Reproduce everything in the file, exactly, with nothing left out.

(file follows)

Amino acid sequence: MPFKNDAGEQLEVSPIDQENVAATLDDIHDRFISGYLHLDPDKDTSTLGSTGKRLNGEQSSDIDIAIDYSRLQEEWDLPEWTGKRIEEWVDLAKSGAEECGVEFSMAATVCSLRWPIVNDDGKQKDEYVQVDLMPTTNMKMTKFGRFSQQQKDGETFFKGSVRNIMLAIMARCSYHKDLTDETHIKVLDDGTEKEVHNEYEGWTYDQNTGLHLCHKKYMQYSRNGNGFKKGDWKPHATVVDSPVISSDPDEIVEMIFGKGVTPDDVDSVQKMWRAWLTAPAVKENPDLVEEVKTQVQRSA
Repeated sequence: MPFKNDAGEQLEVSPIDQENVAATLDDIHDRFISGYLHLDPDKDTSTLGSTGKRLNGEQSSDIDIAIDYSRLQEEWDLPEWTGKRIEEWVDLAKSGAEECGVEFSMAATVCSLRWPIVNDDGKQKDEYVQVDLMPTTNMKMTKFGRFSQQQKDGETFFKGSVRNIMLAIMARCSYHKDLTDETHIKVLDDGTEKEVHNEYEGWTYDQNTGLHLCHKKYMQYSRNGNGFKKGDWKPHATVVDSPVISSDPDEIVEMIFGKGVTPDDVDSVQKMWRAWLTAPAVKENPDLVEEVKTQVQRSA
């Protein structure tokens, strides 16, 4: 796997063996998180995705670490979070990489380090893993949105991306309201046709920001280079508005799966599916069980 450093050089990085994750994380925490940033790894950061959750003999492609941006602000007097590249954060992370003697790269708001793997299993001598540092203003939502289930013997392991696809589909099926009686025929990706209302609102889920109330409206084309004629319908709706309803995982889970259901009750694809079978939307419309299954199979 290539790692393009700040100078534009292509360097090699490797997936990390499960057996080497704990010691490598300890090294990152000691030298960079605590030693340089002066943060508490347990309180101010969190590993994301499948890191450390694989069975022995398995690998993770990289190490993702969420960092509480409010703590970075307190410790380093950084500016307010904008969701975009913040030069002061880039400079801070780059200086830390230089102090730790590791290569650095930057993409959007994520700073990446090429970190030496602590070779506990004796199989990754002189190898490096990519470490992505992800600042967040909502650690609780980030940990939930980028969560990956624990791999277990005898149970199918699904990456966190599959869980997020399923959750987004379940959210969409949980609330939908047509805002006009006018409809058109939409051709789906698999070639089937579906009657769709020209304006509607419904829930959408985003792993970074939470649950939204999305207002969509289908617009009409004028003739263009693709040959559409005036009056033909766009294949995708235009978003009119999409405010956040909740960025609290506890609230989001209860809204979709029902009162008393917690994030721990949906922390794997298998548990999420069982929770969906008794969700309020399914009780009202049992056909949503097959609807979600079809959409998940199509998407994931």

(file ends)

Amino acid sequence: MPFKNDAGEQLEVSPIDQENVAATLDDIHDRFISGYLHLDPDKDTSTLGSTGKRLNGEQSSDIDIAIDYSRLQEEWDLPEWTGKRIEEWVDLAKSGAEECGVEFSMAATVCSLRWPIVNDDGKQKDEYVQVDLMPTTNMKMTKFGRFSQQQKDGETFFKGSVRNIMLAIMARCSYHKDLTDETHIKVLDDGTEKEVHNEYEGWTYDQNTGLHLCHKKYMQYSRNGNGFKKGDWKPHATVVDSPVISSDPDEIVEMIFGKGVTPDDVDSVQKMWRAWLTAPAVKENPDLVEEVKTQVQRSA
Repeated sequence: MPFKNDAGEQLEVSPIDQENVAATLDDIHDRFISGYLHLDPDKDTSTLGSTGKRLNGEQSSDIDIAIDYSRLQEEWDLPEWTGKRIEEWVDLAKSGAEECGVEFSMAATVCSLRWPIVNDDGKQKDEYVQVDLMPTTNMKMTKFGRFSQQQKDGETFFKGSVRNIMLAIMARCSYHKDLTDETHIKVLDDGTEKEVHNEYEGWTYDQNTGLHLCHKKYMQYSRNGNGFKKGDWKPHATVVDSPVISSDPDEIVEMIFGKGVTPDDVDSVQKMWRAWLTAPAVKENPDLVEEVKTQVQRSA
């Protein structure tokens, strides 16, 4: 796997063996998180995705670490979070990489380090893993949105991306309201046709920001280079508005799966599916069980 450093050089990085994750994380925490940033790894950061959750003999492609941006602000007097590249954060992370003697790269708001793997299993001598540092203003939502289930013997392991696809589909099926009686025929990706209302609102889920109330409206084309004629319908709706309803995982889970259901009750694809079978939307419309299954199979 290539790692393009700040100078534009292509360097090699490797997936990390499960057996080497704990010691490598300890090294990152000691030298960079605590030693340089002066943060508490347990309180101010969190590993994301499948890191450390694989069975022995398995690998993770990289190490993702969420960092509480409010703590970075307190410790380093950084500016307010904008969701975009913040030069002061880039400079801070780059200086830390230089102090730790590791290569650095930057993409959007994520700073990446090429970190030496602590070779506990004796199989990754002189190898490096990519470490992505992800600042967040909502650690609780980030940990939930980028969560990956624990791999277990005898149970199918699904990456966190599959869980997020399923959750987004379940959210969409949980609330939908047509805002006009006018409809058109939409051709789906698999070639089937579906009657769709020209304006509607419904829930959408985003792993970074939470649950939204999305207002969509289908617009009409004028003739263009693709040959559409005036009056033909766009294949995708235009978003009119999409405010956040909740960025609290506890609230989001209860809204979709029902009162008393917690994030721990949906922390794997298998548990999420069982929770969906008794969700309020399914009780009202049992056909949503097959609807979600079809959409998940199509998407994931």